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Policy: Law

Deputizing everyone isn't producing results against terrorism, but officials keep trying

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Opinion,Gene Healy,Columnists,Homeland Security,National Security,Terrorism,Law,Technology

“If you see something, send something.” That’s the slogan for Ohio Homeland Security officials’ spiffy new “Safer Ohio” smartphone app, whose release coincides with the one-year anniversary of the Boston Marathon bombings.

It’s “Ohio’s multi-function mobile public safety tool,” the department brags; concerned citizens can use it to snap and submit camera phone pics of anything that raises their hackles, thereby “report[ing] suspicious activity directly to the state’s round the clock public safety intelligence analysts.”

The instructional video that goes with the app is, well, instructive. What kinds of potential perils do Buckeye State bureaucrats want flagged for follow-up? The video provides an example: a picture of what looks like a man-purse lying on the carpet next to an office filing cabinet. “You can send just a message,” the robotic voiceover intones, or text a photo; “Either way, analysts will follow up on every tip.” No wonder they're there around the clock.

Remember Operation TIPS? That was the Bush administration’s 2002 “Terrorism Information and Prevention System,” a scheme to assemble a legion of volunteer citizen-informants drawn from the ranks of mail carriers, utility employees and others with special opportunities to observe and report. The resulting public outcry led Congress to bar the program later that year, in the bill creating the Homeland Security Department. But Homeland Security officials at the federal, state and local levels have apparently concluded that TIPS’s basic concept is sound — so long as you deputize everyone.

We've had more than 10 years' experience with “if you see something, say something,” and the results are nothing to write home about. The brainchild of a now-defunct ad agency, the campaign started in New York City, with posters urging straphangers to phone in tips. By 2008, the Metropolitan Transit Authority was running ads boasting that “last year, 1,944 New Yorkers saw something and said something.” Campaign-inspired calls had resulted in 18 arrests over two years, none terrorism-related.

By 2010, DHS wanted a piece of the inaction, securing a license to take the campaign federal, with then-DHS Secretary Janet Napolitano’s stern monotone echoing through the Washington Metro and Walmarts nationwide.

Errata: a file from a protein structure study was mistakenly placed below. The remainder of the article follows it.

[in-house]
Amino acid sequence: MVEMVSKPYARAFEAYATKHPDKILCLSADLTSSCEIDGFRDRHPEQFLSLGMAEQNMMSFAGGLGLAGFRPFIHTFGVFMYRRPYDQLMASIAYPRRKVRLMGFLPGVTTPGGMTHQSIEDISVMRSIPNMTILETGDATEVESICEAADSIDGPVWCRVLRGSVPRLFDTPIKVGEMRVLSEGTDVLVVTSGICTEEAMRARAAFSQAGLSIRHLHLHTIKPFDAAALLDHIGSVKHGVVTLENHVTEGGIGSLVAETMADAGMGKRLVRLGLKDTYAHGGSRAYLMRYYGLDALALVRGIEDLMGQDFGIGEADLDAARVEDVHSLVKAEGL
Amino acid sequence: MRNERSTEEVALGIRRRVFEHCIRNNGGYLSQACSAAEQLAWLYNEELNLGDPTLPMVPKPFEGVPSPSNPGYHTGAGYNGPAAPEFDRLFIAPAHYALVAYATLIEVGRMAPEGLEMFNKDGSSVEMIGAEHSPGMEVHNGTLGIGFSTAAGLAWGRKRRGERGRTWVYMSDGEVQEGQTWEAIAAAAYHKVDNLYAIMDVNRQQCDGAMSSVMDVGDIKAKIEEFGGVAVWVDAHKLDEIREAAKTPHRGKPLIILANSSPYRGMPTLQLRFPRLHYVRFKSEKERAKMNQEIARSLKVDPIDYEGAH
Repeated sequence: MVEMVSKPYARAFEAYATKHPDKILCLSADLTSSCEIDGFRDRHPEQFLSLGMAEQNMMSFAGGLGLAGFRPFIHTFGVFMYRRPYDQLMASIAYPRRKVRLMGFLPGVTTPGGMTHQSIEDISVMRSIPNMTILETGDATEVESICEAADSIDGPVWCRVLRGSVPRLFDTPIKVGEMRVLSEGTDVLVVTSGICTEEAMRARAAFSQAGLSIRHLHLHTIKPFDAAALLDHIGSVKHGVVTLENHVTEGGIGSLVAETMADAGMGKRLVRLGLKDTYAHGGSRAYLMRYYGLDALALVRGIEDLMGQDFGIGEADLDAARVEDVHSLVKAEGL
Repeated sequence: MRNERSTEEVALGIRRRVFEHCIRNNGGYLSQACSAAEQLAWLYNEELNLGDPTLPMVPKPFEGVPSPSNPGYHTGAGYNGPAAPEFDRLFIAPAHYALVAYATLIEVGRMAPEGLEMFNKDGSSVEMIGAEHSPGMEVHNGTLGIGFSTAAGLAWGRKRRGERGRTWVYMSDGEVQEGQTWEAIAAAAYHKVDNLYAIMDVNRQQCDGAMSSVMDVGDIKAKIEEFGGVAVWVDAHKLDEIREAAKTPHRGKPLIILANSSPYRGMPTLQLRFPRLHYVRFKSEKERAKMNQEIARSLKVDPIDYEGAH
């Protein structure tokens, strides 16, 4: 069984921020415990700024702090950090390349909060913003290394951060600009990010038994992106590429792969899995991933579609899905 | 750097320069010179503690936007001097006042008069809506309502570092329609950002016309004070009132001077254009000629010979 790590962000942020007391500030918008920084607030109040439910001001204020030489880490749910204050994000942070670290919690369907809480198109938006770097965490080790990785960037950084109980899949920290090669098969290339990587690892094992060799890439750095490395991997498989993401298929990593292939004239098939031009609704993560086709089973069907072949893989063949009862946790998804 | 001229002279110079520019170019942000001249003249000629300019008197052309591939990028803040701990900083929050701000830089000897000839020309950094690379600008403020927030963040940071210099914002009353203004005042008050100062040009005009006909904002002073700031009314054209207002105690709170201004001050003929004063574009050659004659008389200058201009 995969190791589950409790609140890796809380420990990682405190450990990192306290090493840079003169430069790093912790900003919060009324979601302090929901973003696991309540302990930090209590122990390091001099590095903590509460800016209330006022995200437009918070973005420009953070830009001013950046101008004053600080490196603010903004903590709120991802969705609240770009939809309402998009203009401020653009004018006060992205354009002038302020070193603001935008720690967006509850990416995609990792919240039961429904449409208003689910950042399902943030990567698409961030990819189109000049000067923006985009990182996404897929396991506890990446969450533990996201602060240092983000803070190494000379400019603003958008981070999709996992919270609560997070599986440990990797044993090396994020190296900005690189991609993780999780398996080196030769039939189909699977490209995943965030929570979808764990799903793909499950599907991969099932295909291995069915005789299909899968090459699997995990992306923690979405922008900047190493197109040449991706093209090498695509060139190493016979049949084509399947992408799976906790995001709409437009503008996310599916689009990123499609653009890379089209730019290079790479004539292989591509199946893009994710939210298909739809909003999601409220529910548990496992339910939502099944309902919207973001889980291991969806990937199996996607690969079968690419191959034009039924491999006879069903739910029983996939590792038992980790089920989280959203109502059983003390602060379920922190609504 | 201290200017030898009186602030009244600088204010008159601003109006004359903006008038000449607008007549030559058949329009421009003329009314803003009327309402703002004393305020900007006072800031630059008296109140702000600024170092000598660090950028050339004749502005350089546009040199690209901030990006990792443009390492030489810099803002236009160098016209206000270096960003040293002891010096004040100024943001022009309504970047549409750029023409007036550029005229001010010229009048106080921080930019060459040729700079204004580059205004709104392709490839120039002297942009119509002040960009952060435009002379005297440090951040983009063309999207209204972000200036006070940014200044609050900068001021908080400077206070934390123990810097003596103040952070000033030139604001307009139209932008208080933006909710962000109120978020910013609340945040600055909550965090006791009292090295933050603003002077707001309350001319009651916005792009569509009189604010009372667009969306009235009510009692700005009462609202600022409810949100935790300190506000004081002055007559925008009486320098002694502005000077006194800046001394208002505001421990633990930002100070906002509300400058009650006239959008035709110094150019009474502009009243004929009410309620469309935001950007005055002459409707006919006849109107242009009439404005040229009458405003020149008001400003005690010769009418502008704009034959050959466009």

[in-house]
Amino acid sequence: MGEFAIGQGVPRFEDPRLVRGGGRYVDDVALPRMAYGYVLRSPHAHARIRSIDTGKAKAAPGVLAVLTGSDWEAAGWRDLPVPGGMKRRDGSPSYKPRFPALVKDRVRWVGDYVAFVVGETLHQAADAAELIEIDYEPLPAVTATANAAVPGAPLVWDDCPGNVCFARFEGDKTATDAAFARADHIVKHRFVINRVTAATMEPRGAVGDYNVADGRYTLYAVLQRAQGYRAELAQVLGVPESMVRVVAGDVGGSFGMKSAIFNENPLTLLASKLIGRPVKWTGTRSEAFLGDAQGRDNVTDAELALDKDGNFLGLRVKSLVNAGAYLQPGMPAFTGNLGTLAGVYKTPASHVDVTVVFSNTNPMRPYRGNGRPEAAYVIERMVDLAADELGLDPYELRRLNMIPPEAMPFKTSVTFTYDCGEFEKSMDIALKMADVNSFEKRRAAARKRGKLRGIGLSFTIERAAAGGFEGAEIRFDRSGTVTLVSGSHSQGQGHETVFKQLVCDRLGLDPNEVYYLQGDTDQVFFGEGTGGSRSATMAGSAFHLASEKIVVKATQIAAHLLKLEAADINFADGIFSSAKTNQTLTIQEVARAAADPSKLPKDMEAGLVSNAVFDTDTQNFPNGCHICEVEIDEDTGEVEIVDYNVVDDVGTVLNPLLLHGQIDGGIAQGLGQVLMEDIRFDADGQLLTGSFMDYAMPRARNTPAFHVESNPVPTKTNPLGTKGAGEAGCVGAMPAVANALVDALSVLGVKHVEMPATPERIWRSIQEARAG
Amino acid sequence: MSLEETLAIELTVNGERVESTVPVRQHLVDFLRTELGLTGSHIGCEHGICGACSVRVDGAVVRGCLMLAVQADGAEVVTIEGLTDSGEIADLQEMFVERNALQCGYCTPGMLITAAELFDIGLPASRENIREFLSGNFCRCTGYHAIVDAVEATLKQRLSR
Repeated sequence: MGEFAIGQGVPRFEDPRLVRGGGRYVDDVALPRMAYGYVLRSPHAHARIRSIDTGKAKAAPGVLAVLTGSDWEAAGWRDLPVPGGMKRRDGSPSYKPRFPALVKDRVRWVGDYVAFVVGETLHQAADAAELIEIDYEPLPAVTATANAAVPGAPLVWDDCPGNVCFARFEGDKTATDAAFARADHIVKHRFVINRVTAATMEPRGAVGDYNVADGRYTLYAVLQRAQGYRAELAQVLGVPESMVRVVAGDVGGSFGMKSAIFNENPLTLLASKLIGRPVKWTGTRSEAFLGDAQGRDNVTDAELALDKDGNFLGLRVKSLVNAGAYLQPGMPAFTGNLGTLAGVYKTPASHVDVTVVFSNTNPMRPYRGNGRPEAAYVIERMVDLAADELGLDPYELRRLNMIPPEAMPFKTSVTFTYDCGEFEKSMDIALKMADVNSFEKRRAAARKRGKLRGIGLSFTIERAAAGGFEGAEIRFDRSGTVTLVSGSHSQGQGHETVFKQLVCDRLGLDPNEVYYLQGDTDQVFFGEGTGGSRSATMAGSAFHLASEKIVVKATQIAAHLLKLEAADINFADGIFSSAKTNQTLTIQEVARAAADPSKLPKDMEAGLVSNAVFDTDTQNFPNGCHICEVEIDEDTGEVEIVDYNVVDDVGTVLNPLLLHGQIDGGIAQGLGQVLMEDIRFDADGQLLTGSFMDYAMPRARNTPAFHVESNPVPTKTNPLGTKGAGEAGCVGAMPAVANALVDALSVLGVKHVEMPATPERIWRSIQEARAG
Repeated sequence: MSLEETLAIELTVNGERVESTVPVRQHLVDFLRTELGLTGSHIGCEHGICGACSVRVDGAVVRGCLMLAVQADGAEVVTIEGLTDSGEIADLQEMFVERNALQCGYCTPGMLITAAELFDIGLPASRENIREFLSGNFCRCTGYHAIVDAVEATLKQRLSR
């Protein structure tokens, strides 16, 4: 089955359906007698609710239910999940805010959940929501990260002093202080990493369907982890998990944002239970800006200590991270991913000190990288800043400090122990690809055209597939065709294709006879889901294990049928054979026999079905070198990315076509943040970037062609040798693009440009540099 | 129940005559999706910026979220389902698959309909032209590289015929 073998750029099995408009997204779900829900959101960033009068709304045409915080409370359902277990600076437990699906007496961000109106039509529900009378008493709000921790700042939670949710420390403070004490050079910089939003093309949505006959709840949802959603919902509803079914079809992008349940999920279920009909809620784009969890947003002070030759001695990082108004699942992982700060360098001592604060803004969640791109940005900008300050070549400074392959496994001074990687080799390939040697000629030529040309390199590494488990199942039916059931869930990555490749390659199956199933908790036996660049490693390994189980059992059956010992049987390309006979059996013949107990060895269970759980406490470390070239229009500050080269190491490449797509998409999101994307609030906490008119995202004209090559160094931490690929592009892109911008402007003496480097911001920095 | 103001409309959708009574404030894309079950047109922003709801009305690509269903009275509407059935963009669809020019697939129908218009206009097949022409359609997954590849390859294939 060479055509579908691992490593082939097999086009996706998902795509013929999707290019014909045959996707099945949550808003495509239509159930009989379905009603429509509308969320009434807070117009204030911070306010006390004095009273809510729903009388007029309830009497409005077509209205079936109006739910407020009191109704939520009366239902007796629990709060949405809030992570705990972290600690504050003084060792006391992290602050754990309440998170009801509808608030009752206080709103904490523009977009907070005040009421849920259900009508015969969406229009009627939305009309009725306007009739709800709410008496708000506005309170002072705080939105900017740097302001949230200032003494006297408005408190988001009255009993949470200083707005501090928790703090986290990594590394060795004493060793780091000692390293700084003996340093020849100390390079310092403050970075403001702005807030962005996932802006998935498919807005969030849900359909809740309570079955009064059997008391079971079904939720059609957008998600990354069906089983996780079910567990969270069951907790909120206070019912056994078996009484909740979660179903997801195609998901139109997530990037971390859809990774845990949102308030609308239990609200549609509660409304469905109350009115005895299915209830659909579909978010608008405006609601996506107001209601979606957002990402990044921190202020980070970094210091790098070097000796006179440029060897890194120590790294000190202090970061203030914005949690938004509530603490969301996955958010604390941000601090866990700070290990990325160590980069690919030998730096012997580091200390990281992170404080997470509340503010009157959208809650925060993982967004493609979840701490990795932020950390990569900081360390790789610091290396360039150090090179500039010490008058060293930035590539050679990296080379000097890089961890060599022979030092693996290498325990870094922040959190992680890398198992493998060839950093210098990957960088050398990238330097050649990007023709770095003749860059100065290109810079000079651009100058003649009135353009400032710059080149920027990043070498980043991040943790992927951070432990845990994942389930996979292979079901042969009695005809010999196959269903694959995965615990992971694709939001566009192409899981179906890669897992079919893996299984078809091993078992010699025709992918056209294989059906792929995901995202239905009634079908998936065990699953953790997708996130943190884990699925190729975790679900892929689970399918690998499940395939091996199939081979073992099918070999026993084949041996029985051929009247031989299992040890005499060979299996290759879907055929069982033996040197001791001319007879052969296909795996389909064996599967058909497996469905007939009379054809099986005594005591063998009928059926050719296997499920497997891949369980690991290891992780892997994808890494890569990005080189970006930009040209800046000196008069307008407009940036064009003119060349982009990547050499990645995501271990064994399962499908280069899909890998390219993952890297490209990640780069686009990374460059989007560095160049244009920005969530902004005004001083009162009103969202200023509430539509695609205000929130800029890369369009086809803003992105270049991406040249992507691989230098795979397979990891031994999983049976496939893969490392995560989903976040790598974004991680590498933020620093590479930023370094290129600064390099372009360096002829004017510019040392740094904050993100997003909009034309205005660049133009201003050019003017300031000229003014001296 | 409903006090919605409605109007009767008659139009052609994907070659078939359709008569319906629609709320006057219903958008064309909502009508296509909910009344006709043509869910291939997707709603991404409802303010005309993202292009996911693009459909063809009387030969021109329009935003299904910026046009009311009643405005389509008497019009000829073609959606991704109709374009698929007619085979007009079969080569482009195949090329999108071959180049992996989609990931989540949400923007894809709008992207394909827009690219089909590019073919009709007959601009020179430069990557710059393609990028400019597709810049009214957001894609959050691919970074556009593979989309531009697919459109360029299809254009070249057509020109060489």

The Kentucky Office of Homeland Security, which launched its own smartphone app in 2011, offers tips on “Recognizing Suspicious Activity”: it can include “trying not to be noticed” or “avoiding eye contact.” It's “not a hard science,” they admit, but take a crack at it.

There's no indication that any of these programs have worked any better than the original campaign in New York. As Ohio State University political scientist John Mueller notes, his “examination of all known terrorism cases since 9/11 that have targeted the United States suggests that the 'If You See Something, Say Something' campaign has never been relevant.”

That doesn't mean it's been costless. The problem is one of “too many ‘dots,'” as the Congressional Research Service puts it; the “challenge” with suspicious-activity reporting is that it can “result in an avalanche of largely irrelevant or duplicative data while diverting the police from more productive law enforcement activities.”

Worse still, the “say (or send) something” crusade has resulted in government databases filled with “suspicious activity reports” describing constitutionally protected activity like protesting “excessive force by law enforcement.”

As Mueller puts it, such programs have had little benefit save perhaps the dubious one of ”bolstering support for homeland-security spending by continually reminding an edgy public that terrorism might still be out there.”

The campaign for citizen vigilance that began in the subways and is now migrating to our iPhones seems to have done little besides generate an atmosphere of perpetual, low-level anxiety and excuses for official harassment. That's the sort of threat we could stand to be more vigilant about.

GENE HEALY, a Washington Examiner columnist, is vice president at the Cato Institute and author of "The Cult of the Presidency."
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Gene Healy

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